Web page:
Government of Canada Begins Work with Partners on National Standards for Mental Health and Substance Use Services
The COVID-19 pandemic has had significant adverse impacts on the health and well-being of Canadians and Indigenous Peoples, including with respect to mental health and substance use. Many Canadians have reported increased feelings of increased stress, anxiety, depression and loneliness, and national surveillance data has shown a rise in drug toxicity deaths and other substance-related harms.
This difficult and unprecedented time has highlighted the need to address long-standing challenges in the delivery of mental health and substance use services and supports across the country. The Government of Canada is committed to improving the delivery of mental health and substance use services and supports so that Canadians are able to receive high-quality, culturally appropriate care regardless of where they live.
In budget 2021, the Government of Canada provided $45 million to help develop national standards, in collaboration with provinces and territories, health organizations and key stakeholders, in order to address needs of Canadians related to mental health and substance use. Today, the Honourable Carolyn Bennett, Minister of Mental Health and Addictions and Associate Minister of Health, announced that the Government of Canada is taking the first step in developing these national standards by working with the Standards Council of Canada (SCC), as well as stakeholders and partners. National standards will help formalize what Canadians can expect in terms of the timeliness and quality of services across the country.
Tangible and significant progress has been made over the last decade in developing and advancing the use of best practices in mental health and substance use services and supports, supported by significant federal, provincial and territorial investments. However, many gaps remain to be addressed. Access barriers, inconsistent quality of services, and limited front-line workforce capacity are among the factors that make it more difficult for people in Canada to get the mental health and substance use services that they need. The important work of SCC will provide a foundation to close this gap – a national approach that will provide a common framework for service delivery.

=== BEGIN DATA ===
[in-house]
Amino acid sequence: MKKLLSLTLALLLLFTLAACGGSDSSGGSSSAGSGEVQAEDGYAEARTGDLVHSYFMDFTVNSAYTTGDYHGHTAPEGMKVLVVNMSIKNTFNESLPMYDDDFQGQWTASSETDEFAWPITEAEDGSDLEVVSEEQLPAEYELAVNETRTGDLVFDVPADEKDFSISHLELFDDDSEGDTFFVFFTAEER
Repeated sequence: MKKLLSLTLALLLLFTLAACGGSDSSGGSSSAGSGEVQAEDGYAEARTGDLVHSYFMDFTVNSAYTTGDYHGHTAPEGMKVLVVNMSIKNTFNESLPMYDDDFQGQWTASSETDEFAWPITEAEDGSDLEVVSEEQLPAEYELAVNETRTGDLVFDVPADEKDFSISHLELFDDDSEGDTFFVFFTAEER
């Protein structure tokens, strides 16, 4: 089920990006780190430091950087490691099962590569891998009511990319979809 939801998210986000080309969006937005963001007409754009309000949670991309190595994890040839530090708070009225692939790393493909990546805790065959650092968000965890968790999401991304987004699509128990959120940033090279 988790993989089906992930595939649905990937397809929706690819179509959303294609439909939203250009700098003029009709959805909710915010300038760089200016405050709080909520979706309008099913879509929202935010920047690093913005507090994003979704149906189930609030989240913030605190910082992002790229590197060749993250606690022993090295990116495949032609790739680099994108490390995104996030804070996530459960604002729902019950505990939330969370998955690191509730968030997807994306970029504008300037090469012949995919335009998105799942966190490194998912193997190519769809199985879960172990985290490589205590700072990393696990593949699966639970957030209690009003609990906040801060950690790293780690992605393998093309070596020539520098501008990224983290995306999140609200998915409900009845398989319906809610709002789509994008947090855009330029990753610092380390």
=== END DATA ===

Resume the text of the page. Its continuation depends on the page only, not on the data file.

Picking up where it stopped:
SCC will engage a diverse range of interested parties to inform this work, including provinces and territories, Indigenous partners, health organizations and people with lived and living experiences. To facilitate engagement, SCC will establish a National Standardization Collaborative that will provide opportunities for stakeholders to contribute. Public consultations will also be launched later this year.
“Canadians and Indigenous Peoples deserve mental health and substance use services that meet their unique needs, and that are accessible, patient-centred, and culturally relevant – while also addressing concerns such as effectiveness and equity. I am grateful to the Standards Council of Canada for leading this initiative, and look forward to creating opportunities for provinces and territories, Indigenous organizations, and other key partners to collaborate on the development of new national standards for mental health and substance use.” The Honourable Carolyn Bennett Canada’s Minister of Mental Health and Addictions and Associate Minister of Health
“As our government recognizes the importance of delivering vital mental health and substance use supports for Canadians who need it most, the Standards Council of Canada (SCC) is playing an important role in identifying gaps and helping to provide a framework for service delivery that we can all rely on. Through the National Standardization Collaborative, the SCC will work with stakeholders to better understand what Canadians need, and build a national framework that helps provide support across the country.” The Honourable François-Philippe Champagne Minister of Innovation, Science and Industry of Canada